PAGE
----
The neural crest, a progenitor population that drove vertebrate evolution, retains the broad developmental potential of the blastula cells it is derived from, even as neighboring cells undergo lineage restriction. The mechanisms that enable these cells to preserve their developmental potential remain poorly understood. Here, we explore the role of histone deacetylase (HDAC) activity in this process in Xenopus. We show that HDAC activity is essential for the formation of neural crest, as well as for proper patterning of the early ectoderm. The requirement for HDAC activity initiates in naïve blastula cells; HDAC inhibition causes loss of pluripotency gene expression and blocks the ability of blastula stem cells to contribute to lineages of the three embryonic germ layers. We find that pluripotent naïve blastula cells and neural crest cells are both characterized by low levels of histone acetylation, and show that increasing HDAC1 levels enhance the ability of blastula cells to be reprogrammed to a neural crest state. Together, these findings elucidate a previously uncharacterized role for HDAC activity in establishing the neural crest stem cell state.
First described by Wilhelm His 150 years ago, the neural crest is a vertebrate progenitor population distinguished by its ability to contribute cell types associated with multiple germ layers to the vertebrate body plan (Hall, 2000; Sauka-Spengler and Bronner-Fraser, 2008). Acquisition of these cells, referred to as the ‘Zwischenstrang’ by His, had a central role in the evolution of vertebrates, by layering myriad novel structures onto the simple chordate body plan (His, 1868; Le Douarin and Dupin, 2012). Understanding the mechanisms that control the genesis of these important cells is essential to understanding how vertebrates evolved, and is linked to understanding the establishment and maintenance of their developmental potential.
We recently demonstrated that much of the transcriptional circuitry that controls the potency of neural crest cells is shared with pluripotent blastula cells (the Xenopus equivalent of mammalian inner cell mass cells), and proposed that neural crest cells arise through retention of the characteristics of those earlier cells (Buitrago-Delgado et al., 2015). This revised model for neural crest formation raises fundamental questions regarding how these cells escape lineage restriction and retain their potency until after the basic chordate body plan has been laid down. These mechanisms are certain to involve signaling pathways and transcription factors previously linked to neural crest formation (Prasad et al., 2012; Taylor and LaBonne, 2007). For example, the transcription factors Snail and Sox5, which are both essential for the formation of the neural crest, are first required for the pluripotency of blastula cells, as are BMP and FGF signaling (Buitrago-Delgado et al., 2015; Geary and LaBonne, 2018; LaBonne and Bronner-Fraser, 2000; Nordin and LaBonne, 2014). Less understood is the role that chromatin remodelers and regulation of the epigenetic state might have in the retention of pluripotency leading to establishment of the neural crest (Hu et al., 2014).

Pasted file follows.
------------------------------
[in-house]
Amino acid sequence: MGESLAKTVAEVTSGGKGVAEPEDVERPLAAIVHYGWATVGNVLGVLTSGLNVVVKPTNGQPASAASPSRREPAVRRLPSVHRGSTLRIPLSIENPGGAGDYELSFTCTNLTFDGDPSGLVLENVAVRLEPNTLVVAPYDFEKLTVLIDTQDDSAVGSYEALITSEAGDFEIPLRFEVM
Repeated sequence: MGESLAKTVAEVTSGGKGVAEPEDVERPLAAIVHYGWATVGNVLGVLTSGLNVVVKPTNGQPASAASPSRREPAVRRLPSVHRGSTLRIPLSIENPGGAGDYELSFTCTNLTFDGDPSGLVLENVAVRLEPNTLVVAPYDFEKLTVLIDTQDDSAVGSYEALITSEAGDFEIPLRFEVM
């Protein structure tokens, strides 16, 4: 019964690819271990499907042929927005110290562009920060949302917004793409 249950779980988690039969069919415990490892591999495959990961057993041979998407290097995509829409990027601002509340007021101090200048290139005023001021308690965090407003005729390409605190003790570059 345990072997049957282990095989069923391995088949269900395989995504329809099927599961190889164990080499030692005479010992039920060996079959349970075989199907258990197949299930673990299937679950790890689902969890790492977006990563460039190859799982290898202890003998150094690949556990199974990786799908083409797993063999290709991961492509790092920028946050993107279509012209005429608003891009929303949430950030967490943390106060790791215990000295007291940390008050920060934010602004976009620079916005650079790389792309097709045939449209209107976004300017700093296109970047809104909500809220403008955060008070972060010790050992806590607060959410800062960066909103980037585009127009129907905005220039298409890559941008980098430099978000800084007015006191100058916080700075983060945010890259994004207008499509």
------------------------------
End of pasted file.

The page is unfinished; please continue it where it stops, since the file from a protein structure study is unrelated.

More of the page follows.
The epigenetic landscape of a pluripotent cell determines its cellular competency and impacts its lineage choices (Atlasi and Stunnenberg, 2017; Li et al., 2012). The maternally defined chromatin state is crucial for controlling gene expression during embryonic development (Hontelez et al., 2015; Liang and Zhang, 2012). In cultured embryonic stem cells (ESCs), histone acetylation has an essential role in ensuring appropriate gene expression; acetylation of histone H3 at specific lysine residues (H3K9/14Ac and H3K27Ac) marks important developmentally regulated genes in murine and human ESCs as well as in early embryonic development (Bogdanovic et al., 2012; Creyghton et al., 2010; Gupta et al., 2014; Hezroni et al., 2011; Karmodiya et al., 2012; Rada-Iglesias et al., 2011). Histone deacetylases (HDACs), enzymes tasked with removing acetyl marks from histones, have also been shown to have a crucial role in maintaining pluripotency in cultured ESCs (Dovey et al., 2010; Jamaladdin et al., 2014). HDAC1 occupies the promoter regions of pluripotency genes in these cells, suggesting a positive regulatory role in maintaining the stem cell state, and HDAC-containing complexes, such as Sin3A-HDAC and nucleosome remodeling and deacetylase (NuRD), have been linked to the promotion of pluripotency in ESCs and during somatic cell reprogramming (Baltus et al., 2009; Saunders et al., 2017).
Whereas studies in cultured ESCs suggest that histone acetylation has a crucial, if complex, role in controlling pluripotency and lineage restriction, surprisingly little is known about the roles and regulation of HDAC activity and/or histone acetylation in the control of pluripotency in vivo during embryonic development. In contrast to ESC cultures, pluripotency is transient in early embryos, and lineage restriction events are dynamic and spatially controlled. We hypothesized that understanding how regulation of histone acetylation impacts the pluripotency of naïve blastula cells might shed light on the epigenetic mechanisms that contribute to a subset of cells escaping lineage restriction to form the neural crest. Xenopus embryos provide an ideal model for such studies, because explanted blastula cells retain the transient pluripotency characteristic of cells in vivo, and require no exogenous factors for survival or retention of potential. Remarkably, although decades of experiments utilizing these cells have shaped our understanding of the signals that direct pluripotent cells to adopt specific lineage states, less is known about how pluripotency is controlled and maintained in naïve blastula cells.